Skip to main content

Posts

Showing posts from 2009

Wireworms in Small Grains

by Dr. Ian MacRae, Extension Entomologist
I've received reports of wireworms in small grains this season - not surprising this year given that wireworm tend to be more active in cooler conditions. There are several species of wireworms in the Red River Valley and although they're usually neither a frequent nor wide-spread problem in the RRV, when they do occur, damage can be quite significant even leading to a total field loss.

Orange Wheat Blossom Midge: Vigilance is in order

Orange wheat blossom midge (Figure 1) as a wheat pest has been off the front page as a major production problem in NW MN for many years. Populations in the region have been small enough that significant outbreaks and associated yield losses have been of small concern. However, we learned in the mid-90’s that given the right circumstances, this insect can increase its population rapidly and cause major yield losses in a very short time frame.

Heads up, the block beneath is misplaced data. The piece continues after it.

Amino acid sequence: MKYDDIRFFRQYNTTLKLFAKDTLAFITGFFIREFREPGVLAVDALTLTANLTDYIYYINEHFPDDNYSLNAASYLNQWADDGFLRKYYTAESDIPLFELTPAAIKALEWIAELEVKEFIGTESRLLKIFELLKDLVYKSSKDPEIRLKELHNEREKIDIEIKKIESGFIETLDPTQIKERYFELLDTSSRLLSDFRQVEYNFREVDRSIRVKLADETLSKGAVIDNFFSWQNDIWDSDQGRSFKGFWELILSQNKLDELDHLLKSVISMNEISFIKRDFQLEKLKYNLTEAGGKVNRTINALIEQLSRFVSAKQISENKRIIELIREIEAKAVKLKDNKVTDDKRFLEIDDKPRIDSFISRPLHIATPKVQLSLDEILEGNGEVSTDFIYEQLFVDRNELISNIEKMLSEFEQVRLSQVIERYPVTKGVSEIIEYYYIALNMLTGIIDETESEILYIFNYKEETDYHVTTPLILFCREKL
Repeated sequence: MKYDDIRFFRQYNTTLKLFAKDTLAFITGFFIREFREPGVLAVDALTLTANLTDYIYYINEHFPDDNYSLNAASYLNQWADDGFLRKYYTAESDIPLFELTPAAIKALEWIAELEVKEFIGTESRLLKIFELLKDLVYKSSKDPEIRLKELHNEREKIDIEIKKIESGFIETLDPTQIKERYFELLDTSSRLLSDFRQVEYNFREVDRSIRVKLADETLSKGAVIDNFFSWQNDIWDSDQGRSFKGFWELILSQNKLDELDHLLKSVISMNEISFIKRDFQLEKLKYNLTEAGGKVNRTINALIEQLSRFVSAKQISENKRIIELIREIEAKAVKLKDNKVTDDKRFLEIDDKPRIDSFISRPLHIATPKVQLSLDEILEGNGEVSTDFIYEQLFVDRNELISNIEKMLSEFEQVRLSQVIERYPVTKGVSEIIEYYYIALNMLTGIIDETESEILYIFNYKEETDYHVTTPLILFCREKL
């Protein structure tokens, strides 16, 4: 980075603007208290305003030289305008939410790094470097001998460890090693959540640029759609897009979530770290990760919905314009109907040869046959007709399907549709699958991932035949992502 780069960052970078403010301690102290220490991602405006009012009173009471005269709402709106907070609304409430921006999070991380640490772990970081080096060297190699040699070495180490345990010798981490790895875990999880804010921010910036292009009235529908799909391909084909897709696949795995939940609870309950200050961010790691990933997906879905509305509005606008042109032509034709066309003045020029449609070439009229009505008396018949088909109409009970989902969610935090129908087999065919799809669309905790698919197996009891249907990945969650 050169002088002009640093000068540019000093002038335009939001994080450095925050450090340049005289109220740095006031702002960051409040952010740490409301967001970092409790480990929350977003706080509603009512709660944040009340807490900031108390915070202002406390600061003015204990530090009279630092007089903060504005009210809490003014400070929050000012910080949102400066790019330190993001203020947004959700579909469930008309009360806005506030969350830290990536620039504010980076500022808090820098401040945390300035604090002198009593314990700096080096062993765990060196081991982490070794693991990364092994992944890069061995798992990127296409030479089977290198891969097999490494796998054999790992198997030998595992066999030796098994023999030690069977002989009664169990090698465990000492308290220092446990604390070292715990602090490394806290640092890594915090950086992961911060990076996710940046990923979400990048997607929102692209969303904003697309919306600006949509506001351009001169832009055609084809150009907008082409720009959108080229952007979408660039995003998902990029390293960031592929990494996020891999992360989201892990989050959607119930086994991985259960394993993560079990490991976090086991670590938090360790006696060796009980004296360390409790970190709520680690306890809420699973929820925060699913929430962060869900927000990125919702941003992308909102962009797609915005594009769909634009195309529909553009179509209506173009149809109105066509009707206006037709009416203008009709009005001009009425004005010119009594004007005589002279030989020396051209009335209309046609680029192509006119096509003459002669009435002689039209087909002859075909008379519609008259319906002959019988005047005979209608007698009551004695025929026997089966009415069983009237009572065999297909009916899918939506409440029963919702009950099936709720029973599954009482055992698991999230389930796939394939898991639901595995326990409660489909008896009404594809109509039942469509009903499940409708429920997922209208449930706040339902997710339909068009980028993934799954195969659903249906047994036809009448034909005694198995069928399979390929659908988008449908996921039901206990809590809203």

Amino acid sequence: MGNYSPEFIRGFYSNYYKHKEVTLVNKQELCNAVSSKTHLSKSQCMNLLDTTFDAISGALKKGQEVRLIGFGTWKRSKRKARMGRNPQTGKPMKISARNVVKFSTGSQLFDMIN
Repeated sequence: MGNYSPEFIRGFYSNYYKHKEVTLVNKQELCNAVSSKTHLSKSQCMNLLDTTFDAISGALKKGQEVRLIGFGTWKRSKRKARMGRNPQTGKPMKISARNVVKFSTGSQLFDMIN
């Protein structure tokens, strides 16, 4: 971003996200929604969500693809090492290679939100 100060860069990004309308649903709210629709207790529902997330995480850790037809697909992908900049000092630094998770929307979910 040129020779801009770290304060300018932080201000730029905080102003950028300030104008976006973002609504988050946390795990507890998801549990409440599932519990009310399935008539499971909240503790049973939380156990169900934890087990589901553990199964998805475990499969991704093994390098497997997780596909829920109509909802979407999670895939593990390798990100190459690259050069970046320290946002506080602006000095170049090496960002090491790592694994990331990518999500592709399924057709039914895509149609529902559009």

Rusts are Diseases of Economic Concern on Regionally-Produced Oat Crop

Charla Hollingsworth, UM Extension Plant Pathologist, and Jeff Stein, South Dakota State University Plant Pathologist
Crown rust (caused by Puccinia coronata var avenae) and stem rust (caused by Puccinia graminis f.sp. avenae) are widespread and common on oat in the North Central (NC) state region. If environmental conditions promote rust development on susceptible hosts prior to grain fill, significant crop losses are likely to occur. While both diseases are responsible for repeated losses in oat, crown rust has a history of being the most damaging in this region because epidemics occur with more regularity.